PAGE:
Over the past five years,
I’ve held coaching sessions with hundreds of nurses, paramedics and pilots
who want to fly air medical.
In all but a handful of these coaching sessions…
People bring up their bosses — and vent about them.
This topic comes up without fail, no matter who I’m coaching, or what the career goal.
The troubles range from, “My boss has no idea what nurses and paramedics do” to “My boss doesn’t really care about me or anyone else on the team, it’s all about him” to “I’ve been busting my butt and my boss just doesn’t recognize my performance — he feels that everyone is equally wonderful” to “Where I work, it’s not about what you know, it’s all about who you know.” I can’t think of a gripe I haven’t heard.
The basic question is always the same… People want to know what they should do in these situations. “I can’t stand it anymore. Do I quit? Do I transfer to a different station?”…“Do I go above the boss to his or her boss?” Or “Am I just plain stuck with this guy?”
When I first started coaching and consulting, my advice ranged from “set boundaries and time limits before walking out the door” to “going over your boss’ head almost never ends well” to “it’s time to re-evaluate.”
Despite a lot of time and effort helping people through these challenges, most clients remained unhappy. The gripes about their bosses continued and sometimes worsened.
Out of necessity, I came up with a different approach. I realized I couldn’t change every “bad boss” situation in EMS and air medical. I also realized my approach, albeit exactly what my coaching students requested, wasn’t the best answer.
Adapt and Overcome
So what did I do?
I turned my entire process upside down. Instead of answering the “My boss sucks, what do I do?” question with an answer… I followed it with another question.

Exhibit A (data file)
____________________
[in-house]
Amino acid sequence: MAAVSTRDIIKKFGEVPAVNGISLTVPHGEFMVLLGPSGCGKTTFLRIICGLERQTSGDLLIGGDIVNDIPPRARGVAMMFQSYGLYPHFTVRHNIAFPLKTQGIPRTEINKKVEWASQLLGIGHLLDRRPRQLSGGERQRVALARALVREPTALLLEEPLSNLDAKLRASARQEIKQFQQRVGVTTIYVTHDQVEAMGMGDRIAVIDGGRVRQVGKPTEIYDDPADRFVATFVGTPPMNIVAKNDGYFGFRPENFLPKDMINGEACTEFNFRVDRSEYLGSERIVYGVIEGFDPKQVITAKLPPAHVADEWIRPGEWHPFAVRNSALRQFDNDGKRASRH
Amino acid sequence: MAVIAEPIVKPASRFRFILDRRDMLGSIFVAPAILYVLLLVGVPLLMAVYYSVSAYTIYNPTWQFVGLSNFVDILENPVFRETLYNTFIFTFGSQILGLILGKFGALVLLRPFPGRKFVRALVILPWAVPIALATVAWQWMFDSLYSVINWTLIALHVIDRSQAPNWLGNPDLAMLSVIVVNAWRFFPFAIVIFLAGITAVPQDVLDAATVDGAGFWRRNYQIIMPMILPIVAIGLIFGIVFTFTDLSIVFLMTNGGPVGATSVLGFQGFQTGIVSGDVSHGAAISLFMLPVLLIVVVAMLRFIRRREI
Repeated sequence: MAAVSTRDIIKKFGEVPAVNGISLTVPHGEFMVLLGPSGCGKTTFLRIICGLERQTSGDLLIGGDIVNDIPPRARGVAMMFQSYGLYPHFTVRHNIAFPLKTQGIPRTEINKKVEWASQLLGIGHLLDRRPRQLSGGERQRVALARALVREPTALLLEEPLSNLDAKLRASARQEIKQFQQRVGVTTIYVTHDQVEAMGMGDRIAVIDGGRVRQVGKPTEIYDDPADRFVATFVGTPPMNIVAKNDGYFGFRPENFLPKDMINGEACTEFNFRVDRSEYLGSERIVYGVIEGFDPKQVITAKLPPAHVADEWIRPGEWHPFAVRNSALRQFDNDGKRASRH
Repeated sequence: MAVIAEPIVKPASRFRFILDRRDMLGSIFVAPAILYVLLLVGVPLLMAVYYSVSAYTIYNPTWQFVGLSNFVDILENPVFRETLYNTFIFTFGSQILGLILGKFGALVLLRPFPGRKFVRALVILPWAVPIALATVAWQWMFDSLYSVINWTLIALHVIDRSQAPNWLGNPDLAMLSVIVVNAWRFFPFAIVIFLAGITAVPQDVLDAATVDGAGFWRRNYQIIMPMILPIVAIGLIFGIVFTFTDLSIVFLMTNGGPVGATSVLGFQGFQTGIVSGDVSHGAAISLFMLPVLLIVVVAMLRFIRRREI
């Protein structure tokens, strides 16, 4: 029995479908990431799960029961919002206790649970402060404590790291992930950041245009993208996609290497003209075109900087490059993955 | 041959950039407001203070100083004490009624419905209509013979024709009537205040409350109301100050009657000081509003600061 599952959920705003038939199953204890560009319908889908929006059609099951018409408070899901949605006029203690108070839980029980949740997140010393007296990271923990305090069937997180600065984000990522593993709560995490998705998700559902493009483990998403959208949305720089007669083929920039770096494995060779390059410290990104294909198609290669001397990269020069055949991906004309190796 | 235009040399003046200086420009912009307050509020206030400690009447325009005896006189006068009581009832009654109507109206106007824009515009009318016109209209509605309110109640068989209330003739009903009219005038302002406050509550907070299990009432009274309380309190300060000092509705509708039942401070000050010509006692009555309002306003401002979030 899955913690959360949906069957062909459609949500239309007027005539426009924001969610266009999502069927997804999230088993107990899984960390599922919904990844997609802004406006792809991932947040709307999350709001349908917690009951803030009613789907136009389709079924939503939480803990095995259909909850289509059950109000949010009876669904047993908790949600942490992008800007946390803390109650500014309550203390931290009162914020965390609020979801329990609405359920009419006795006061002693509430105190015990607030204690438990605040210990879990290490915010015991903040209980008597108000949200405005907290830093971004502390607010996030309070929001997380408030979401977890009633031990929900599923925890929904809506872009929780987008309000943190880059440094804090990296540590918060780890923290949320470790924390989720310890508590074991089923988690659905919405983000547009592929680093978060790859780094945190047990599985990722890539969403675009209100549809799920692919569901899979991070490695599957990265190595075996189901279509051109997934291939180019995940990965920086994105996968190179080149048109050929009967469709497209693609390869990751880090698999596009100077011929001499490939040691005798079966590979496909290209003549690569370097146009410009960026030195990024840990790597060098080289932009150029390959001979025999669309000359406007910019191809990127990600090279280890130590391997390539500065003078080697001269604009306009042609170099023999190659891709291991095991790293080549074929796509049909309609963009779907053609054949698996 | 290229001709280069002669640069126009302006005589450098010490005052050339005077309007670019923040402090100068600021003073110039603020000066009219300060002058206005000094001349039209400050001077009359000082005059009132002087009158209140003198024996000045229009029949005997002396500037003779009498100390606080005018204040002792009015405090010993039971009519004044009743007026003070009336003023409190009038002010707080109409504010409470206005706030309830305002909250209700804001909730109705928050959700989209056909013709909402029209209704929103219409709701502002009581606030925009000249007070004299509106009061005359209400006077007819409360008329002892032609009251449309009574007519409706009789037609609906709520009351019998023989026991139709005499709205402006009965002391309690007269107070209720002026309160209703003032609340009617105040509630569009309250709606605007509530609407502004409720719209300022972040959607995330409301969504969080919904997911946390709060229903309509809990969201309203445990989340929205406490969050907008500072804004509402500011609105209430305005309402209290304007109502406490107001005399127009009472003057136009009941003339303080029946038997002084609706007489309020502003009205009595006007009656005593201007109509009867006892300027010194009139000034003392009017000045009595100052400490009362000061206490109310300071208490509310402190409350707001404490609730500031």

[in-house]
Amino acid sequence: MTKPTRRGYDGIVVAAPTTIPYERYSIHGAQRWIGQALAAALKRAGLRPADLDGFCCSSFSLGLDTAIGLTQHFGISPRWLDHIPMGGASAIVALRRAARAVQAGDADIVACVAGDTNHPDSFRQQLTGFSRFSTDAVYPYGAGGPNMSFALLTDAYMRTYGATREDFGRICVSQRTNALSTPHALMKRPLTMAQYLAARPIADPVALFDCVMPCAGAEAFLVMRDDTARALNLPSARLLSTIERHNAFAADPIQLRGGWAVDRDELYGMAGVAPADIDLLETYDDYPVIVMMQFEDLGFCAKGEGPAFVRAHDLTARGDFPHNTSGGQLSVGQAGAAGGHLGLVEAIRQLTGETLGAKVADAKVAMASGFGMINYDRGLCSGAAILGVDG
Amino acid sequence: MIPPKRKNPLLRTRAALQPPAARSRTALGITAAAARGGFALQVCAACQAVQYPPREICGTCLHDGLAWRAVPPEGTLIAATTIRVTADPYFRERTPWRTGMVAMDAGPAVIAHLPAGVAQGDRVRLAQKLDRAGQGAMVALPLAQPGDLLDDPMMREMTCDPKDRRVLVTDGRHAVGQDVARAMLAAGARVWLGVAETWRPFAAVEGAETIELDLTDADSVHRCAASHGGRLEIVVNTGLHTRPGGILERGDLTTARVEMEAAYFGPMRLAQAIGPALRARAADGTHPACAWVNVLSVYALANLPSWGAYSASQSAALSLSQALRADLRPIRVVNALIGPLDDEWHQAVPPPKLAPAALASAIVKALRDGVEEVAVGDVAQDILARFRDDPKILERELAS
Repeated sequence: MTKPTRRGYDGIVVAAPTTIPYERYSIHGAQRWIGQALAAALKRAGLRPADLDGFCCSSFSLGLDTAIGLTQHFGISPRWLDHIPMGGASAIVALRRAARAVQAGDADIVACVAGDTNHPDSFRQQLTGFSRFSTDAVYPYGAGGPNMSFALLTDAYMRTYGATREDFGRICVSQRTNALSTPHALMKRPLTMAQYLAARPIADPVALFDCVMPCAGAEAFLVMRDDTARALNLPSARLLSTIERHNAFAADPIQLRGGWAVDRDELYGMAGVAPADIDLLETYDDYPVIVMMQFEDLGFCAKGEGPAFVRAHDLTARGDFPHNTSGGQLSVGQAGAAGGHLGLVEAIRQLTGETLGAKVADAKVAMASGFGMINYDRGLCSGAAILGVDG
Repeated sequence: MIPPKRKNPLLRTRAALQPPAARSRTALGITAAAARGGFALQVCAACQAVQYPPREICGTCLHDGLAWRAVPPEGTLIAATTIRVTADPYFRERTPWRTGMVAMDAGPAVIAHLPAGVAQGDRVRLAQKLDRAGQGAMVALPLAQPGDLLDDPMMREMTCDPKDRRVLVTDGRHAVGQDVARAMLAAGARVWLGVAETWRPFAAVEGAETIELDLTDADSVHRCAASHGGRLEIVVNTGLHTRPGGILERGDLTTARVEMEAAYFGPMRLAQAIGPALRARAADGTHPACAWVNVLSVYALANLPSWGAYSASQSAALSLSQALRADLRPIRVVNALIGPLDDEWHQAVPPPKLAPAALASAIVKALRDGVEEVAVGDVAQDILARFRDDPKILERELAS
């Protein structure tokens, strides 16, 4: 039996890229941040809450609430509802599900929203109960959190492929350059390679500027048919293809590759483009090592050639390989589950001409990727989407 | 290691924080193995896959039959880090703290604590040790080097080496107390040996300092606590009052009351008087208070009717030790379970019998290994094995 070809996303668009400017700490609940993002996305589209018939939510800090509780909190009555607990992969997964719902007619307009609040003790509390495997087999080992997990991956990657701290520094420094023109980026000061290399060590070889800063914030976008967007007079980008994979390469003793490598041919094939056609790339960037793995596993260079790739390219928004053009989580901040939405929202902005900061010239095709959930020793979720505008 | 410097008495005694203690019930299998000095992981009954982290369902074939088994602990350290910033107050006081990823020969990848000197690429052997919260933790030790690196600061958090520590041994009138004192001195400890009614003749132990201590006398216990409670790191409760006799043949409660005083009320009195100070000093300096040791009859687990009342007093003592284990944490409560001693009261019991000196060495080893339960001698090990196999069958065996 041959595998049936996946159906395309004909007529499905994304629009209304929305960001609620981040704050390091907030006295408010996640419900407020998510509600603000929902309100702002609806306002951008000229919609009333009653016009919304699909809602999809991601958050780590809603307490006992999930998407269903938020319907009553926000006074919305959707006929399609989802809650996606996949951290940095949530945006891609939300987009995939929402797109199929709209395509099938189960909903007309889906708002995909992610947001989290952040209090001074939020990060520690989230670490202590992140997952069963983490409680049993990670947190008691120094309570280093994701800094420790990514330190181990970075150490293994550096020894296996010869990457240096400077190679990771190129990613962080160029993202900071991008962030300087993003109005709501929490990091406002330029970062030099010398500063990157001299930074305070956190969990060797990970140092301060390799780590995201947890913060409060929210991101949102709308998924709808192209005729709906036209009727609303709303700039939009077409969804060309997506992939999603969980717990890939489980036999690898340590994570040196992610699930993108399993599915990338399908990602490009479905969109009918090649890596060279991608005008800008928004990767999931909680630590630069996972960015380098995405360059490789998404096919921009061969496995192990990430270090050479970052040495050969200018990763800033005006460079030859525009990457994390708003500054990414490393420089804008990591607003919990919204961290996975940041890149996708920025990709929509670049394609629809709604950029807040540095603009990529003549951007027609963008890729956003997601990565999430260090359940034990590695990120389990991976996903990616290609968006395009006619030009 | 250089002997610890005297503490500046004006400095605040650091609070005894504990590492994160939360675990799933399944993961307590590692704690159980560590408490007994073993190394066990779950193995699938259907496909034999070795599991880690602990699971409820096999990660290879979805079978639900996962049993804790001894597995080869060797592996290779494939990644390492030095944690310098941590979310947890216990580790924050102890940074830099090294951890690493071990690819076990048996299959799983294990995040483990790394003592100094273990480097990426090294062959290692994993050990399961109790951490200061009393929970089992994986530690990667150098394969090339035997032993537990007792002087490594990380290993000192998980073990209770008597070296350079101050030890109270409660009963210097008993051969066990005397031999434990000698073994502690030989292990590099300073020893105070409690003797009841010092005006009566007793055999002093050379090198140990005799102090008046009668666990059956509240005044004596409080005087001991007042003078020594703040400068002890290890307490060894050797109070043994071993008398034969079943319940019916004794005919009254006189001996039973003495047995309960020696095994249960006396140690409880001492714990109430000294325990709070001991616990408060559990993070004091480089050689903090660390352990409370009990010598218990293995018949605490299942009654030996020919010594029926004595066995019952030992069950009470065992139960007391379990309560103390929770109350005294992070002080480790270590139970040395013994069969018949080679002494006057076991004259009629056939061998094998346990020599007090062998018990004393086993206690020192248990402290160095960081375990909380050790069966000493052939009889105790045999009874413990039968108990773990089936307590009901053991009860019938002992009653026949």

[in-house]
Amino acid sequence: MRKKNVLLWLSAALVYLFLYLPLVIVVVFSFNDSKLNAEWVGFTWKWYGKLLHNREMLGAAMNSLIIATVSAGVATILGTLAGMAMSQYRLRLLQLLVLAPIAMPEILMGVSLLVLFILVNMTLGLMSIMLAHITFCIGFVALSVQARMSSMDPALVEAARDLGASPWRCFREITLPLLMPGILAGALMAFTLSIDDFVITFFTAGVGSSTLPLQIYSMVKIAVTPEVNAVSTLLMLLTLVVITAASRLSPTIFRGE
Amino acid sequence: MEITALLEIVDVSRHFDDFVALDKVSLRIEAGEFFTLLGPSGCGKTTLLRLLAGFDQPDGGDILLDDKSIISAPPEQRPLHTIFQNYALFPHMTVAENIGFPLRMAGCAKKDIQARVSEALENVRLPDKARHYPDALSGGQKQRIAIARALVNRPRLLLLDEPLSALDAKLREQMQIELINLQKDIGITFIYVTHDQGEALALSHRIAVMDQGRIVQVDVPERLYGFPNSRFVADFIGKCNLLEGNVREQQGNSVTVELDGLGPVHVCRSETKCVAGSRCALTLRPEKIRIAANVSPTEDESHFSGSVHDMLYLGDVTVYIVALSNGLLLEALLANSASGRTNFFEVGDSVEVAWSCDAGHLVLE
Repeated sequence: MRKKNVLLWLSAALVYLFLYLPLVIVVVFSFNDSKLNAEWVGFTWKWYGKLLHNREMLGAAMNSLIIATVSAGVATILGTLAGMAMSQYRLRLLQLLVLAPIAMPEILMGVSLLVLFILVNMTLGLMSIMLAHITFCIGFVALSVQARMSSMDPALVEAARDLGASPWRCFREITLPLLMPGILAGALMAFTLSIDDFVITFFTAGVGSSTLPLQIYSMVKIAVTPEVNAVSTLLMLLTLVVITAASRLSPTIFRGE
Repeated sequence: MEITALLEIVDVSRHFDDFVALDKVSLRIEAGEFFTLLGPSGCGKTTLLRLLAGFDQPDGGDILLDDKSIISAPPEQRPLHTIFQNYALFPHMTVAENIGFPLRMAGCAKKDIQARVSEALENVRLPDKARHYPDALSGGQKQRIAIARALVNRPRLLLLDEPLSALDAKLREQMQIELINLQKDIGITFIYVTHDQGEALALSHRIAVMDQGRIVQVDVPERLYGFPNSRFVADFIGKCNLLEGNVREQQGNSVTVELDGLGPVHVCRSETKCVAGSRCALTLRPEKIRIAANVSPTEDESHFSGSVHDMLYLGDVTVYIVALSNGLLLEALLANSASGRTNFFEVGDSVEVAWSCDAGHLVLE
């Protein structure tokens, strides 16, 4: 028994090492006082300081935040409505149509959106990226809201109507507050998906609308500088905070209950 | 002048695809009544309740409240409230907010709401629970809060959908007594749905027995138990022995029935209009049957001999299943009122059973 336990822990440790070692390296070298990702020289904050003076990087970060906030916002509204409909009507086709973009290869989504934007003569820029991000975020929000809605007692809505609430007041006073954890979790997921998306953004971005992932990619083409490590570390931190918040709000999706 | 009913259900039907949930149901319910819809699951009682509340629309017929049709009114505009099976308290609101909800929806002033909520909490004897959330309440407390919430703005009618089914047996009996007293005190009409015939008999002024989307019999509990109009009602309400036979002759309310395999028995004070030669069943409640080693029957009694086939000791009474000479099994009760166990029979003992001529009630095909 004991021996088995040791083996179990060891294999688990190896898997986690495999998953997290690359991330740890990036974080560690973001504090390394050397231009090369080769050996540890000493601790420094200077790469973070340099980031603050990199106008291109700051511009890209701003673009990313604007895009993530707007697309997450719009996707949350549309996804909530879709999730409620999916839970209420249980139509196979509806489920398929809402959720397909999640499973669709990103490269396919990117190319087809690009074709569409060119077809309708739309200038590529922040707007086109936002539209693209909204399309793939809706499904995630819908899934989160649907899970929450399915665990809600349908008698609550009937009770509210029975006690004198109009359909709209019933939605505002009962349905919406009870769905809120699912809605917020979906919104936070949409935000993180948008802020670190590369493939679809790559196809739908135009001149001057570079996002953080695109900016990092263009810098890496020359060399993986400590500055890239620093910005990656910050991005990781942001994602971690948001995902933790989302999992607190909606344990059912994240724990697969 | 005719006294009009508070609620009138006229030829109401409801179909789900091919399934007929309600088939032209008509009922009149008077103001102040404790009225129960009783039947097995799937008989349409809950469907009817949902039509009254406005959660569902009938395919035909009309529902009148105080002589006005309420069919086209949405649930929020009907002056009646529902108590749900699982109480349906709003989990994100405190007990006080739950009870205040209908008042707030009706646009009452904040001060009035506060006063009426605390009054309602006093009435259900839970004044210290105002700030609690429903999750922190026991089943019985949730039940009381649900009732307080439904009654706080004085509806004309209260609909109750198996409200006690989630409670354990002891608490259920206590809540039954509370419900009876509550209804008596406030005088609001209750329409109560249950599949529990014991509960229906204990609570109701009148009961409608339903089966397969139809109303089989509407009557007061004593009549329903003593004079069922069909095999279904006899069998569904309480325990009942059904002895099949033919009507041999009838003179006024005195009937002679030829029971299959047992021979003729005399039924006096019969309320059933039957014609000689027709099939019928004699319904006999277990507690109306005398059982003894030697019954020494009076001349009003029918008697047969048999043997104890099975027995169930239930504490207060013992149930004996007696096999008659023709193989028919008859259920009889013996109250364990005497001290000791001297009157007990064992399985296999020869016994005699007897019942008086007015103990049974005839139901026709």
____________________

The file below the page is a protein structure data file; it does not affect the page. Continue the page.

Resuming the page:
What is the question I started asking?
Would You Fly… for You?
It was truly a “deer in headlights” moment for many coaching students —including CEOs and directors with many employees.
As humans we share similar stereotypes about “the boss,” even when we hold the position ourselves. The tendency is to think of “the boss” as this far away entity that thinks up ways to screw worker bees and make their lives miserable. So thinking of yourself as the boss is sometimes a big mind-shift, even when you already hold the position.
I could see the gears turning…
The biggest mind-shift of all was how this one question moved the entire coaching session from gripe to great. Almost instantaneously the mood changed from crucification to salvation.
Now the coaching session was about how to make things better, instead of whose fault it was for screwing things up.
The One Big Challenge
The question is simple and straight-forward. No hidden agendas.
There is one challenge to doing it right.
The challenge is self-awareness.
It takes a certain threshold of self-awareness to recognize your own flaws. But again, you should see the look on people’s faces when they stop to honestly think through their own leadership characteristics. The self-confident, self-aware person, upon reflection, seems to really respond to this question.
The follow up reception I have received has been incredibly positive, demonstrated by the emails and letters from people who found this exercise really useful. Many of them had taken quiet time reflecting on both their strengths and their flaws — and, from their feedback, appeared open to dealing with their weaknesses in order to become stronger, more effective leaders.
Leaders who people want to follow.
What’s the point?
The point of this article is to ask you the same question and hope you’ll benefit from wrestling the same question.
“WOULD YOU FLY FOR . . . YOU?”
If not, why not, and what are you going to do about it?
Are you really serious about improving yourself and your leadership ability? Go all in.
Put yourself “out there” by sharing a comment below. It’s hard to commit publicly. I know.
But the good news…
Once you do, you are 100% on a path to getting better. Seems a small price to pay for the benefit to EMS and air medical.
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